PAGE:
On Tuesday I received an e-mail from Henry Hirschel, an IT director I’ve interviewed for job search stories over the years.
Hirschel is one of these IT professionals who loves analyzing data. When he was looking for a job in 2009, he began studying traffic to his blog, professional Website and LinkedIn profile in order to identify who’s visiting his Websites and whether any of the visitors arrived in response to a resume he sent.
His traffic analysis turned out to be a useful tool that any job seeker with a professional Website and LinkedIn profile can use to gauge the effectiveness of his or her job search activities. (You can read about his traffic analysis in the article, Job Search Tips: How to Find Out If Hiring Managers Are Checking You Out.)
Hirschel’s back on the hunt for a new job, as his most recent employer, NextG Networks, is moving its
operationsheadquartersto Boston. Hirschel, who lives in Silicon Valleyoutside of Oakland, Calif., doesn’t want to relocate. As much as I love Boston, I can’t blame him.
In the process of searching for his next job, Hirschel analyzed more data (this time, about his networking contacts) and uncovered new job search insights that might help other job seekers.
First, Hirschel identified three categories of LinkedIn connections: Collectors, Selectors and Friends.
Collectors are people in your network with huge networks of their own. Their M.O. is connecting with as many people as possible. You may not know the collectors in your network very well, or even at all, but you’ve accepted their invitation to connect (or sent one to them) thinking that someday you might need to call on these individuals.
Selectors, according to Hirschel, are people you generally know professionally. They may be peers, business associates, direct reports, managers, college alumni or individuals you met at a conference. What distinguishes selectors is that you shared an experience with them, such as work on a project or attendance at a trade show. Hirschel writes on his blog that selectors remember you because of that shared experience.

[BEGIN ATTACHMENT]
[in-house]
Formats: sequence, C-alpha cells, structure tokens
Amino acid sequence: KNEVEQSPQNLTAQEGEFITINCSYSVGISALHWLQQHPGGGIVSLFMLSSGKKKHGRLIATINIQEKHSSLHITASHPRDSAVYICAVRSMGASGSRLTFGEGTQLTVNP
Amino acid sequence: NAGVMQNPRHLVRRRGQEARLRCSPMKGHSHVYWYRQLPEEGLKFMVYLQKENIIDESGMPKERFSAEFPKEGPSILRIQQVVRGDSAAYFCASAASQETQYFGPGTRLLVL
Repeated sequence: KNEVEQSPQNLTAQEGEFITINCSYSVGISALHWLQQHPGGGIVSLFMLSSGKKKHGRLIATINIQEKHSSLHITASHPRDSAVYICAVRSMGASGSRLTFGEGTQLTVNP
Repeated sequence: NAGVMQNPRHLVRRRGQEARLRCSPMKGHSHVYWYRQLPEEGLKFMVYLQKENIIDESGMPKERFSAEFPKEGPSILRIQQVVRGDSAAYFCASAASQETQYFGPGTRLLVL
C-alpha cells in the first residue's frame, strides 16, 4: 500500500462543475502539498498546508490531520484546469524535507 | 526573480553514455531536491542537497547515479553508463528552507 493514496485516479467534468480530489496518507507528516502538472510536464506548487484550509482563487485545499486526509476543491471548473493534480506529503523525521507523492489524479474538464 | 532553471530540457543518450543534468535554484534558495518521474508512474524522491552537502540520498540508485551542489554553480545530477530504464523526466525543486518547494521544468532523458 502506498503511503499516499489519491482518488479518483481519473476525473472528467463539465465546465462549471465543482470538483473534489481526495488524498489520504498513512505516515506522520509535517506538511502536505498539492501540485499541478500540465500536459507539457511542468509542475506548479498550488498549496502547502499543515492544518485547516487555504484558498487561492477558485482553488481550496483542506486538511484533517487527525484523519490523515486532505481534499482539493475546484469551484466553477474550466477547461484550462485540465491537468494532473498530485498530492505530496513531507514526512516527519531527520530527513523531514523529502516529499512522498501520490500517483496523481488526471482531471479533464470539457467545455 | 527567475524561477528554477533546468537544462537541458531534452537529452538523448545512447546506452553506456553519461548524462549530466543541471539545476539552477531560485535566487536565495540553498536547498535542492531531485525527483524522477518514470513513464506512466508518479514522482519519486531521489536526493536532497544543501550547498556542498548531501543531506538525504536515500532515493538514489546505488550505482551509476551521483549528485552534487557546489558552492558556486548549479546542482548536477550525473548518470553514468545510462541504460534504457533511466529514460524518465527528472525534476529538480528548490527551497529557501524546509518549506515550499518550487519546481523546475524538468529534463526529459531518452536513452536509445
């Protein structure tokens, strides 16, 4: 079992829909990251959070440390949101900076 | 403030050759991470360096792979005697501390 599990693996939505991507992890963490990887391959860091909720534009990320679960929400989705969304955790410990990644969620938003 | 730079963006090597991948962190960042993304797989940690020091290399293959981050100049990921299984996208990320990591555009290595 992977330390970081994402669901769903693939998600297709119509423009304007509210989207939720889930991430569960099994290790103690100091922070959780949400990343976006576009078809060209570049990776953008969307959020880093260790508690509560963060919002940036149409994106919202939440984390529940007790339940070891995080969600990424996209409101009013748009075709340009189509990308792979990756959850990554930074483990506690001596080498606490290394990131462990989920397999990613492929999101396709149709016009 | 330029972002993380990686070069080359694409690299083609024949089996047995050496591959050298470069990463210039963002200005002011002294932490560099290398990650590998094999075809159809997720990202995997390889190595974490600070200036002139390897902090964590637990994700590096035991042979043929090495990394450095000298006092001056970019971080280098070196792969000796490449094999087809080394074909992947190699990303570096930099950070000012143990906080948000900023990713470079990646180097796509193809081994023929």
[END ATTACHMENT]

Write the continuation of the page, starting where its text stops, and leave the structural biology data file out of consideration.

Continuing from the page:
Friends, of course, are people you know socially, informally.
Having identified these three kinds of contacts, Hirschel then sent an e-mail to 400 people in his LinkedIn network to let them know he’s looking for a new job and to clue them in on the role he’s seeking.
The responses he received to his e-mail indicated which of those three categories of contacts are most helpful in a job search. Notably, for Hirschel, selectors turned out to be most responsive. Of the 400 e-mails he sent, 78 people responded with words of support or specific recommendations—a 19.5 percent response rate. Hirschel writes that selectors responded with the highest percentage–80 to 85 percent by his estimate:
[The] Selector category remembered me because of a common experience that connected past work history, personality, or a shared experience. Friends had the second highest response rate because they wanted to help in any way possible. Connections from the collector category provided very few responses to my email.
Hirschel advises fellow job seekers to determine which of their LinkedIn networking contacts falls into each category. When you’re looking for people to contact, target selectors and friends to improve your odds of getting a helpful response. (To determine whether your network will help or hamper your job search, read Effective Networking: Assumptions About Your Contacts Can Hinder Your Job Search.)
He also recommends growing your network of selectors. “Whenever you have a good experience with a colleague, invite them to LinkIn with you,” he writes on his blog. They will be likely to remember you in the future because of the experience you shared together. And because they remember you in a positive light, adds Hirschel, “they will be your strongest advocates if you need assistance looking for a new opportunity.
Author’s Note: I updated this blog entry at 1:15 PM on Thursday, September 8, with some new information from Hirschel.